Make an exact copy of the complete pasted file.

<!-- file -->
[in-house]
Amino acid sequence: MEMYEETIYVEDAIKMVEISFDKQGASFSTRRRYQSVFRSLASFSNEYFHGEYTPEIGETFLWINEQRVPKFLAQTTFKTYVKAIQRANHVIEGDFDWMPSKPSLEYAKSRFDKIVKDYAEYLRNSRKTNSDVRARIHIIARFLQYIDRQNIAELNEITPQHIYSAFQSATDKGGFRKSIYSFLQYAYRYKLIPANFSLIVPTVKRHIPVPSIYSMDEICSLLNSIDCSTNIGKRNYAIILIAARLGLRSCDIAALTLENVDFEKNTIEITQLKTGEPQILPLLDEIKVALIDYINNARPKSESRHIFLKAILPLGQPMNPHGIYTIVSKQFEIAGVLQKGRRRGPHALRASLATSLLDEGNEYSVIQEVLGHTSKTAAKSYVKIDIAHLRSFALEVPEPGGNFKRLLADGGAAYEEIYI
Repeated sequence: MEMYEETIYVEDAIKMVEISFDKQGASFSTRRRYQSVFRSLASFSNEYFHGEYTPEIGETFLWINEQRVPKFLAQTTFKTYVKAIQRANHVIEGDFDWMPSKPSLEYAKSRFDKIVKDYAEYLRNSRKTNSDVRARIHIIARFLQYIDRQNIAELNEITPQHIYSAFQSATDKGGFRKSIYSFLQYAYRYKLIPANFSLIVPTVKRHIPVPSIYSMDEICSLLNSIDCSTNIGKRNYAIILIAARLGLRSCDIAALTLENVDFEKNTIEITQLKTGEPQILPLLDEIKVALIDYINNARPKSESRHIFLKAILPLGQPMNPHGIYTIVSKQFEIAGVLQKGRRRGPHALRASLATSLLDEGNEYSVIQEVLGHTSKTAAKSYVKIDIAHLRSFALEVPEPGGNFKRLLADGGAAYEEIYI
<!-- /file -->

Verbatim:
[in-house]
Amino acid sequence: MEMYEETIYVEDAIKMVEISFDKQGASFSTRRRYQSVFRSLASFSNEYFHGEYTPEIGETFLWINEQRVPKFLAQTTFKTYVKAIQRANHVIEGDFDWMPSKPSLEYAKSRFDKIVKDYAEYLRNSRKTNSDVRARIHIIARFLQYIDRQNIAELNEITPQHIYSAFQSATDKGGFRKSIYSFLQYAYRYKLIPANFSLIVPTVKRHIPVPSIYSMDEICSLLNSIDCSTNIGKRNYAIILIAARLGLRSCDIAALTLENVDFEKNTIEITQLKTGEPQILPLLDEIKVALIDYINNARPKSESRHIFLKAILPLGQPMNPHGIYTIVSKQFEIAGVLQKGRRRGPHALRASLATSLLDEGNEYSVIQEVLGHTSKTAAKSYVKIDIAHLRSFALEVPEPGGNFKRLLADGGAAYEEIYI
Repeated sequence: MEMYEETIYVEDAIKMVEISFDKQGASFSTRRRYQSVFRSLASFSNEYFHGEYTPEIGETFLWINEQRVPKFLAQTTFKTYVKAIQRANHVIEGDFDWMPSKPSLEYAKSRFDKIVKDYAEYLRNSRKTNSDVRARIHIIARFLQYIDRQNIAELNEITPQHIYSAFQSATDKGGFRKSIYSFLQYAYRYKLIPANFSLIVPTVKRHIPVPSIYSMDEICSLLNSIDCSTNIGKRNYAIILIAARLGLRSCDIAALTLENVDFEKNTIEITQLKTGEPQILPLLDEIKVALIDYINNARPKSESRHIFLKAILPLGQPMNPHGIYTIVSKQFEIAGVLQKGRRRGPHALRASLATSLLDEGNEYSVIQEVLGHTSKTAAKSYVKIDIAHLRSFALEVPEPGGNFKRLLADGGAAYEEIYI